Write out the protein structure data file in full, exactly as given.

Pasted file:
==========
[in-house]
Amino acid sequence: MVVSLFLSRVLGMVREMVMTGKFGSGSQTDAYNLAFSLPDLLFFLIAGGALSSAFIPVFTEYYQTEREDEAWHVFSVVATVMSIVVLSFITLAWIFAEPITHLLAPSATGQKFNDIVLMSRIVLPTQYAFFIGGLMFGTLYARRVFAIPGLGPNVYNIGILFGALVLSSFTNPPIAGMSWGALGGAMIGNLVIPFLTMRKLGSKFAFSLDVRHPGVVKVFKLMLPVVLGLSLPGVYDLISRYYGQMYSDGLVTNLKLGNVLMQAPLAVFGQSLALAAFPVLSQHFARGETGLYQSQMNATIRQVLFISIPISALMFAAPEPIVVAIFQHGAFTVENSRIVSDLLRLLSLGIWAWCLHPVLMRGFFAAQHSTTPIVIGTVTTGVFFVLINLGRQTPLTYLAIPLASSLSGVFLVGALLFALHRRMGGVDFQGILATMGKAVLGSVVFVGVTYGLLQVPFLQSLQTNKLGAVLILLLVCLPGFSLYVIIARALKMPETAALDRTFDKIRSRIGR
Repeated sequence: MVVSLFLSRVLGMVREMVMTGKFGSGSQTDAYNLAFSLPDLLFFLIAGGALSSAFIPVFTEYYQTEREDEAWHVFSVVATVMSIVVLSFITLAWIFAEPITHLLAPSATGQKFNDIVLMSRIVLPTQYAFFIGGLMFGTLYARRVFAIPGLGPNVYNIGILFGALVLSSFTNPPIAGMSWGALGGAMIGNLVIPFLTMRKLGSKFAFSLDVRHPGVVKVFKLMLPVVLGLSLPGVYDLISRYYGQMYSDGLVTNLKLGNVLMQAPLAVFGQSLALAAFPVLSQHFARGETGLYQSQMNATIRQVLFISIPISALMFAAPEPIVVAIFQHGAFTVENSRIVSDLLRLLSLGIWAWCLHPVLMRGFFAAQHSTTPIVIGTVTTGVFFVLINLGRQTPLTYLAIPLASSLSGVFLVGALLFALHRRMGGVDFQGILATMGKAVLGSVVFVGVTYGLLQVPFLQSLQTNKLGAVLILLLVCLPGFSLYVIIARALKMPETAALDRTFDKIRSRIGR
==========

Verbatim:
[in-house]
Amino acid sequence: MVVSLFLSRVLGMVREMVMTGKFGSGSQTDAYNLAFSLPDLLFFLIAGGALSSAFIPVFTEYYQTEREDEAWHVFSVVATVMSIVVLSFITLAWIFAEPITHLLAPSATGQKFNDIVLMSRIVLPTQYAFFIGGLMFGTLYARRVFAIPGLGPNVYNIGILFGALVLSSFTNPPIAGMSWGALGGAMIGNLVIPFLTMRKLGSKFAFSLDVRHPGVVKVFKLMLPVVLGLSLPGVYDLISRYYGQMYSDGLVTNLKLGNVLMQAPLAVFGQSLALAAFPVLSQHFARGETGLYQSQMNATIRQVLFISIPISALMFAAPEPIVVAIFQHGAFTVENSRIVSDLLRLLSLGIWAWCLHPVLMRGFFAAQHSTTPIVIGTVTTGVFFVLINLGRQTPLTYLAIPLASSLSGVFLVGALLFALHRRMGGVDFQGILATMGKAVLGSVVFVGVTYGLLQVPFLQSLQTNKLGAVLILLLVCLPGFSLYVIIARALKMPETAALDRTFDKIRSRIGR
Repeated sequence: MVVSLFLSRVLGMVREMVMTGKFGSGSQTDAYNLAFSLPDLLFFLIAGGALSSAFIPVFTEYYQTEREDEAWHVFSVVATVMSIVVLSFITLAWIFAEPITHLLAPSATGQKFNDIVLMSRIVLPTQYAFFIGGLMFGTLYARRVFAIPGLGPNVYNIGILFGALVLSSFTNPPIAGMSWGALGGAMIGNLVIPFLTMRKLGSKFAFSLDVRHPGVVKVFKLMLPVVLGLSLPGVYDLISRYYGQMYSDGLVTNLKLGNVLMQAPLAVFGQSLALAAFPVLSQHFARGETGLYQSQMNATIRQVLFISIPISALMFAAPEPIVVAIFQHGAFTVENSRIVSDLLRLLSLGIWAWCLHPVLMRGFFAAQHSTTPIVIGTVTTGVFFVLINLGRQTPLTYLAIPLASSLSGVFLVGALLFALHRRMGGVDFQGILATMGKAVLGSVVFVGVTYGLLQVPFLQSLQTNKLGAVLILLLVCLPGFSLYVIIARALKMPETAALDRTFDKIRSRIGR